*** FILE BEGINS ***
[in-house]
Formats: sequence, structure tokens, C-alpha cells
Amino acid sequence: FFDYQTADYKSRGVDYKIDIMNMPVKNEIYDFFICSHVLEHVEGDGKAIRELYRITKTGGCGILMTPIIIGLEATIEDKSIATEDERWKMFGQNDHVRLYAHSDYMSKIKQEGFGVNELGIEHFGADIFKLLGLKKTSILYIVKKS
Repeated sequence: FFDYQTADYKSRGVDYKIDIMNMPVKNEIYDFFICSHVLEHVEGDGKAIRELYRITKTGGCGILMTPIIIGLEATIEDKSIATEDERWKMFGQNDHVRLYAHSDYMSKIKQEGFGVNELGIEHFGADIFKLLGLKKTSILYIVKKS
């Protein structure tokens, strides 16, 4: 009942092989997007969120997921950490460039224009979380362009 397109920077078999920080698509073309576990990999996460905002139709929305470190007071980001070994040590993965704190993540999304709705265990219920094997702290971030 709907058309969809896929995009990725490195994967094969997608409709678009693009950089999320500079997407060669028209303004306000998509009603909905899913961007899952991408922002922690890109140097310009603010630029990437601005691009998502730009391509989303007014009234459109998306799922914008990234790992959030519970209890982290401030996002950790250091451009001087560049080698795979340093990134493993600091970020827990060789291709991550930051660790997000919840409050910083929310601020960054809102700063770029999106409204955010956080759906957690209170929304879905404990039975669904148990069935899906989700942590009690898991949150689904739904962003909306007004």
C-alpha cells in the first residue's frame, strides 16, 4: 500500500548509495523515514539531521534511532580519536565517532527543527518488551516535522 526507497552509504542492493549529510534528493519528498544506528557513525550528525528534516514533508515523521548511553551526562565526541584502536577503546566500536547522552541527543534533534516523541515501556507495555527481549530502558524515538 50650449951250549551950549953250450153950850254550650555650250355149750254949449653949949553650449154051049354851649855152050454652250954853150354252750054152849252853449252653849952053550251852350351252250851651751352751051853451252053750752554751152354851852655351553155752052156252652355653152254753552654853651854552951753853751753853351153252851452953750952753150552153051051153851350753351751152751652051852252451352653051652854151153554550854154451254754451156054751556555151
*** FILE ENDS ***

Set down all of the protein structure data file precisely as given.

[in-house]
Formats: sequence, structure tokens, C-alpha cells
Amino acid sequence: FFDYQTADYKSRGVDYKIDIMNMPVKNEIYDFFICSHVLEHVEGDGKAIRELYRITKTGGCGILMTPIIIGLEATIEDKSIATEDERWKMFGQNDHVRLYAHSDYMSKIKQEGFGVNELGIEHFGADIFKLLGLKKTSILYIVKKS
Repeated sequence: FFDYQTADYKSRGVDYKIDIMNMPVKNEIYDFFICSHVLEHVEGDGKAIRELYRITKTGGCGILMTPIIIGLEATIEDKSIATEDERWKMFGQNDHVRLYAHSDYMSKIKQEGFGVNELGIEHFGADIFKLLGLKKTSILYIVKKS
């Protein structure tokens, strides 16, 4: 009942092989997007969120997921950490460039224009979380362009 397109920077078999920080698509073309576990990999996460905002139709929305470190007071980001070994040590993965704190993540999304709705265990219920094997702290971030 709907058309969809896929995009990725490195994967094969997608409709678009693009950089999320500079997407060669028209303004306000998509009603909905899913961007899952991408922002922690890109140097310009603010630029990437601005691009998502730009391509989303007014009234459109998306799922914008990234790992959030519970209890982290401030996002950790250091451009001087560049080698795979340093990134493993600091970020827990060789291709991550930051660790997000919840409050910083929310601020960054809102700063770029999106409204955010956080759906957690209170929304879905404990039975669904148990069935899906989700942590009690898991949150689904739904962003909306007004």
C-alpha cells in the first residue's frame, strides 16, 4: 500500500548509495523515514539531521534511532580519536565517532527543527518488551516535522 526507497552509504542492493549529510534528493519528498544506528557513525550528525528534516514533508515523521548511553551526562565526541584502536577503546566500536547522552541527543534533534516523541515501556507495555527481549530502558524515538 50650449951250549551950549953250450153950850254550650555650250355149750254949449653949949553650449154051049354851649855152050454652250954853150354252750054152849252853449252653849952053550251852350351252250851651751352751051853451252053750752554751152354851852655351553155752052156252652355653152254753552654853651854552951753853751753853351153252851452953750952753150552153051051153851350753351751152751652051852252451352653051652854151153554550854154451254754451156054751556555151